LISA Pathfinder’s main goal was helping to identify all types of noise, to define above which threshold the motions of the test masses are due to gravitational waves. This information is required to build technology able to measure the acceleration of a mass in a perfect vacuum at a femtog accuracy (10-15 g, gravity acceleration on Earth), which means measuring the effect of a virus accelerating a mass in free fall state.
What is the role of Urbino University in these missions?
LISA missions’ collaborative team wants to detect gravitational wave transits, and distinguish them from the noise produced by spurious forces: this is the framework of the Urbino group. We work on identifying the space environmental events that could limit the efficiencies of the space interferometers, and which could perturbate the test masses in free fall. We study the disturbances that produce charged high-energy particles of galactic and solar origin penetrating the spacecraft and stopping in the test masses, resulting in one source of noise.
How is the LISA Pathfinder team composed?
The LISA Pathfinder collaboration consisted of fewer than 70 people. Groups from Italy, Germany, United Kingdom, France, Switzerland, Spain, the Netherlands, and one US group formed the collaboration. Urbino University contributed three experts to this team.
What is the status of the LISA Pathfinder mission?
LISA Pathfinder was a very successful mission, which almost completely accomplished its goals. The mission terminated on 18 July 2017.
It is worth mentioning that, in addition to the major achievements, the scientific collaboration obtained an accurate measurement of the universal gravitational constant, measured the dose and effects of low-energy electrons emitted at the separation of metallic surfaces hit by cosmic rays, and, last but not least, permitted us to catalog the meteoroid masses in L1 orbit.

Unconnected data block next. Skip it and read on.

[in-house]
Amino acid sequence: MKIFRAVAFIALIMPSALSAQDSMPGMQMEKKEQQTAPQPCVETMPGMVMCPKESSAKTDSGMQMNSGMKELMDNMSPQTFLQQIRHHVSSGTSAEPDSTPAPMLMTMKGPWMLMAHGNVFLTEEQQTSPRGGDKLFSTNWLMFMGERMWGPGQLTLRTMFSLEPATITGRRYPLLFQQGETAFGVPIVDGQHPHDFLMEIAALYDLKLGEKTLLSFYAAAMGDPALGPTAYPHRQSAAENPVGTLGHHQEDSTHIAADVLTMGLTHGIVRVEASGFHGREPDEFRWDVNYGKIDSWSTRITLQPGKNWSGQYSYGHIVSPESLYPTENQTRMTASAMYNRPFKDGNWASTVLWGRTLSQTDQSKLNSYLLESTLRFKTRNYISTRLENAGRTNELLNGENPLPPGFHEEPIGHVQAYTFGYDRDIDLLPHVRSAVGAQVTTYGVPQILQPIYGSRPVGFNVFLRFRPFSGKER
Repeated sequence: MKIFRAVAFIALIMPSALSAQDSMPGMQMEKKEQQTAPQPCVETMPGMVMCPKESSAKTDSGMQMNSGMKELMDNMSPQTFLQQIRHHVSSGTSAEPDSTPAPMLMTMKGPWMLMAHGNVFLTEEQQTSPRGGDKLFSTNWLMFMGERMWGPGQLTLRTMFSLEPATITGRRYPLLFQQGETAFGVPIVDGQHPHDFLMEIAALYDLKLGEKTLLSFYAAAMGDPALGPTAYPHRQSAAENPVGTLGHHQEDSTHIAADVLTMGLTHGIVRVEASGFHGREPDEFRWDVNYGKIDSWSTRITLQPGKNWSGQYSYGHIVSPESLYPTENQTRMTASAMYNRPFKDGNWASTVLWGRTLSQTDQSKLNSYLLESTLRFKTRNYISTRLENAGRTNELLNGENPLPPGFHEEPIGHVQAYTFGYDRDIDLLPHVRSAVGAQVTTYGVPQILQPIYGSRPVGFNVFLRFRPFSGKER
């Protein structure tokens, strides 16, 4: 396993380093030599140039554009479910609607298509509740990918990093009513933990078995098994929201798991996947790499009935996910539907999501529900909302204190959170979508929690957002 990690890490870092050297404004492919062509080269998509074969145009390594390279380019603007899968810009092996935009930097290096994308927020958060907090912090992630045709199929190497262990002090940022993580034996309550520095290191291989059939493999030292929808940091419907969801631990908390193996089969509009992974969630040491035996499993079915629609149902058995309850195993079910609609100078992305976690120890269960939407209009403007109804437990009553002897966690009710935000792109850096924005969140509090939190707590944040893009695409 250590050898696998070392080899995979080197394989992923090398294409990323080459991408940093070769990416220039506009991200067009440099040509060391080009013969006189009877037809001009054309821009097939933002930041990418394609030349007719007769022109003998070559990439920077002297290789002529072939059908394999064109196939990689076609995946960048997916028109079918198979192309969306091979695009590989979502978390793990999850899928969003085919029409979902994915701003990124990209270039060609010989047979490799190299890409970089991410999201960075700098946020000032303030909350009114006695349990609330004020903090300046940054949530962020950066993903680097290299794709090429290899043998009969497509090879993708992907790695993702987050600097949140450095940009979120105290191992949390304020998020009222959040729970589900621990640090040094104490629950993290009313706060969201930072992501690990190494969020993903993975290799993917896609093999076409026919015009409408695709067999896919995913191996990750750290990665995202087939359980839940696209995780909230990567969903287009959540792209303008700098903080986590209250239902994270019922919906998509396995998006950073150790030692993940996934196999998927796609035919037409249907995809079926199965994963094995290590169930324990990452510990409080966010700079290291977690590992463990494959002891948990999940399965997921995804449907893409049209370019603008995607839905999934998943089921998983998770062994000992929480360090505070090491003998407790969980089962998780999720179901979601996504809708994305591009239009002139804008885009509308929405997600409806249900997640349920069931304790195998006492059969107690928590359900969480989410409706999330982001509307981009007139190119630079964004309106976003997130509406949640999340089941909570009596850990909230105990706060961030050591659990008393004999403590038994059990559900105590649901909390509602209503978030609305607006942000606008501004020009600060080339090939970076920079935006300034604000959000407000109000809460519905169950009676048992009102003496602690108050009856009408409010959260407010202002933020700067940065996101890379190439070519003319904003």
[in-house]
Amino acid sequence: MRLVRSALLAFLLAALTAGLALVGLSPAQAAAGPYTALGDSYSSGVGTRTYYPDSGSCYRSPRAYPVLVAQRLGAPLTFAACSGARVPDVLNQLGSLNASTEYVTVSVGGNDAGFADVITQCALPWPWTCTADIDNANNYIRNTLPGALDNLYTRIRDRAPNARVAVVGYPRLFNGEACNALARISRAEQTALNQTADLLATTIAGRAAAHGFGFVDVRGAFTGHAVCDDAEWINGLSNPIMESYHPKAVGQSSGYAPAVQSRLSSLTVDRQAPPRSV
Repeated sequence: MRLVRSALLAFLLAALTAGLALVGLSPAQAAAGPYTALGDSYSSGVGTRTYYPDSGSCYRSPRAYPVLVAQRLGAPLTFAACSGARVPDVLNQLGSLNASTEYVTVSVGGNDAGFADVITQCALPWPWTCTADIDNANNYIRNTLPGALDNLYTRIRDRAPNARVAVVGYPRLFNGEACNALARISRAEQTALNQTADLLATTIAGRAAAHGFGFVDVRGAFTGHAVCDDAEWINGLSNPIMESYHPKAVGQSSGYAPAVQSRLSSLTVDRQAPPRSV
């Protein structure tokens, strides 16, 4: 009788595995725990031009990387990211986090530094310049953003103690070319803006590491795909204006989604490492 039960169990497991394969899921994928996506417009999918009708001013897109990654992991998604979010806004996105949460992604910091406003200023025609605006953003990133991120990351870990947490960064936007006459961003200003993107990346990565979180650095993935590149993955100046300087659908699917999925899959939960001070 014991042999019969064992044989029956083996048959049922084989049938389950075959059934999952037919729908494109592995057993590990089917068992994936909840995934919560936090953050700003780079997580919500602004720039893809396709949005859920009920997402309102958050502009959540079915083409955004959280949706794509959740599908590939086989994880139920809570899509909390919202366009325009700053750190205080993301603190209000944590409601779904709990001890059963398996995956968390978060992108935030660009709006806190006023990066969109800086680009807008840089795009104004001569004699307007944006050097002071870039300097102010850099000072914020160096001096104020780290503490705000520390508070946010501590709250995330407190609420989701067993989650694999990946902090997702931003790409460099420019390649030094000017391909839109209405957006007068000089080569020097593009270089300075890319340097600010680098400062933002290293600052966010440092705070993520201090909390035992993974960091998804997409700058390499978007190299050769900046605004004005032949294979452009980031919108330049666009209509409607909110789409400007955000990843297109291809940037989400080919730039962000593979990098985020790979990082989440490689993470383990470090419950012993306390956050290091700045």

The mission was definitely a great success for science!
Thanks to those results you are now making great progress on the LISA mission. Who is in this team?
LISA consists of a core team which basically corresponds to the core team of LISA Pathfinder. There is also a Consortium consisting of about 1200 scientists working on LISA science. They will be the main users of the mission data.
What is the status of the LISA project, and what do you expect to achieve from the mission?
The LISA spacecraft will take off with the same launcher in 2034. The mission is undergoing its phase A development, which aims to finalize the procurement process of all its components. It will take approximately one year for the constellation to reach its final orbit, and it will have a mission lifetime of four to six years.
As you wait for the LISA mission, what existing experiments are being used to detect gravitational waves?
The main Earth-based detectors to catch gravitational waves are the two US interferometers LIGO and the Italian interferometer VIRGO; others are under construction and undergoing optimization in Japan, India, and Australia. Those experiments permit us to detect waves above a certain frequency (about 1 Hz), while the LISA space-based experiments will allow us to detect events below that threshold.
Also, with LISA in operation, a multi-band astronomy between space-based and ground-based interferometers will be possible with the same astrophysical sources. For example, the inspiral phase of stellar black-hole binaries will be measured by LISA for years, while the ground detectors will be able to detect the coalescence of the same systems for only one minute, but scientists will be able to complement that data with LISA data and carry out more precise analysis to test the hyposthesis of gravitational waves.
SpaceWatch.Global thanks Professor Catia Grimani from University of Urbino for the interview.